A Man, a Woman, and a Bank [Blu-ray]
Blu-ray A - America - Kino Lorber
Review written by and copyright: Eric Cotenas (6th May 2020).
The Film

Reese Halperin (1900's Donald Sutherland) wears many hats. Day-to-day, he is an unassuming computer engineer, a cog in an immense company. He also puts on a hardhat and prowls the construction site of the Vancouver's new United Security Bank as an Earthquake Inspector but actually cataloguing its weak points for a heist. He also dons the cloth as a priest for the charity Christian Missionary Fathers which he will be using as a front for laundering the pilfered millions to a sweatshop in Macao where Mr. Tsang (The Vengeful Beauty's Kung-Wu Huang) will give him eighty cents on the dollar to exchange the cash with incriminating serial numbers. The only challenge is actually penetrating the bank's high-tech security system, and Reese's computer wiz buddy Norman Barrie (Down and Out in Beverly Hills's Paul Mazursky) has shown that it can be done, if only as an academic exercise with what amounts to a massive erector set. Norman becomes even less confident about Reese's plan when he learns that Reese has had his picture snapped on the site by photographer Stacey Bishop (Days of Heaven's Brooke Adams) who is doing PR for the construction job and thinks him the ideal model in his hardhat brandishing pilfered blueprints. Reese breaks into Stacey's apartment hoping to steal the negatives but accidentally walks into an argument turned near-assault-by-aerosol-whip-cream between Stacey and her temperamental artist boyfriend Peter (Shivers' Allan Kolman). Reese strikes up a flirtation with Stacey initially to retrieve the photographs but starts falling for her. Norman is ready to drop the heist until his wife asks for "space" and he takes up with Marie (Forced Vengeance's Leigh Hamilton), a pretty maid at the motel where he is staying after moving out of the house, after his wife files for divorce. Stacey has become suspicious of Reese's behavior but is more excited by the prospect that he is CIA or a drug smuggler – even after he takes her to Macao with him to finalize things with Tsang – and Reese starts to doubt that he will be able to leave her behind; that is, until she announces that the PR company wants to use his image to promote the bank's grand opening.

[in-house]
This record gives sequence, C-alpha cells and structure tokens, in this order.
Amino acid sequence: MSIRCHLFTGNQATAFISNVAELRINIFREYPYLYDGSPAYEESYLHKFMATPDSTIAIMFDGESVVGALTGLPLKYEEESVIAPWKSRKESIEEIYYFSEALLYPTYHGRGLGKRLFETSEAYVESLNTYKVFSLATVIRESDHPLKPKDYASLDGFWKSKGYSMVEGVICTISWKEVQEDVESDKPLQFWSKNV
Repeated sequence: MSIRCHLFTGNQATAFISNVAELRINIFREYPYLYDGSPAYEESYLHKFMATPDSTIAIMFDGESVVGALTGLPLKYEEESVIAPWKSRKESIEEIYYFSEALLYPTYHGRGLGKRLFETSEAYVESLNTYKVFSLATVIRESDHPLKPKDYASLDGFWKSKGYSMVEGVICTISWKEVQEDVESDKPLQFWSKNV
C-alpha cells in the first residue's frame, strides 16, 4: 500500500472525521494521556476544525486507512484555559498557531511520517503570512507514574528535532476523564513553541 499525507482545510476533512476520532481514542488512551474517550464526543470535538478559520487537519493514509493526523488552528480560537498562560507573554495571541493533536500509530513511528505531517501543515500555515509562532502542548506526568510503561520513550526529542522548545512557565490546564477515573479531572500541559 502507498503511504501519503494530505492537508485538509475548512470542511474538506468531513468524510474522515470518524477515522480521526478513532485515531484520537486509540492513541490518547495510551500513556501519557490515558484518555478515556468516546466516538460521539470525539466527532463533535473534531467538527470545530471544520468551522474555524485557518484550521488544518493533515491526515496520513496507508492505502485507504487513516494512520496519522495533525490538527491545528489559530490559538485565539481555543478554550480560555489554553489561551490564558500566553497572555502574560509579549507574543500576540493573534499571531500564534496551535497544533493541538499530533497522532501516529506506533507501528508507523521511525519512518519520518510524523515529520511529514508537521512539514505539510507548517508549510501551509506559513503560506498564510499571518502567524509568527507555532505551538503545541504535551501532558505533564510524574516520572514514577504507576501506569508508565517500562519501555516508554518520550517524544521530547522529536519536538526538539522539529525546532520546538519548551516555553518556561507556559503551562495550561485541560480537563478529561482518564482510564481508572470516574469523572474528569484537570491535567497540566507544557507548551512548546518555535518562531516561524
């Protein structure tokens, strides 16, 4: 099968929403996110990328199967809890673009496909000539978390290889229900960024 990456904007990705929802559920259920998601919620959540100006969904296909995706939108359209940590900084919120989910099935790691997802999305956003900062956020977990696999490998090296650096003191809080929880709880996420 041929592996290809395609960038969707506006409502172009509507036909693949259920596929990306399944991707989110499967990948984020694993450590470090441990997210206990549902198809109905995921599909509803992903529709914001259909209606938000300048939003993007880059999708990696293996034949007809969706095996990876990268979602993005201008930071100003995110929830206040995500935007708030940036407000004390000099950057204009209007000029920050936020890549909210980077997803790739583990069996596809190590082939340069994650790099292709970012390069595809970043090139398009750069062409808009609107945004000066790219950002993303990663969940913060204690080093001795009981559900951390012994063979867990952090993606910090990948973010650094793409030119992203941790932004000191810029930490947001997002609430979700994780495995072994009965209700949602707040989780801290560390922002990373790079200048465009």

Co-produced by star Sutherland in the middle of his peak period of Hollywood stardom, A Man, a Woman, and a Bank is an uneven caper flick carried along solely by the chemistry between the three leads (Sutherland and Mazursky and Sutherland and Adams, separately, with Sutherland alternately intense and charmingly aloof). The film favors the lighthearted comic aspect of the story over suspense, posing complications like the photograph Stacey takes of Reese, her growing suspicions about his behavior, the unstable Peter, and the possibility of Reese's multiple identities attracting attention from the police; and yet, none of these complications really go anywhere, with the last taking all of five minutes. Indeed, the greatest danger Peter actually manages to contribute to the film is rousing Reese's jealousy rather than the other way around. The opening credits erector set run through of the heist seems far more ambitious and "high-tech" than the actual heist, and the film does not really build to any sort of exciting climax before its cute coda. Apart from the cast, the film's greatest strengths are the always handsome photography of the great Jack Cardiff (Black Narcissus), the production design of Anne Pritchard (Of Unknown Origin), the multiple mirrored surfaces of the bank interiors of which could have been better exploited for suspense as Reese tries to avoid detection, and the playful scoring of Bill Conti (Nomads) which includes a très seventies theme song sung by Dan Hill (of the cloying "Sometimes When We Touch"). The film would be the second to last theatrical feature of TV movie-bound director Noel Black who previously gave us the blackly comic and the interesting-if-flawed horror sleeper Mirrors. He was subsequently fired from the Erich Segal-scripted A Change of Seasons – which did not result in anything better handed off to equally-seasoned TV director Richard Lang (Kung Fu: The Movie) – and his last theatrical feature would be the sex comedy Private School.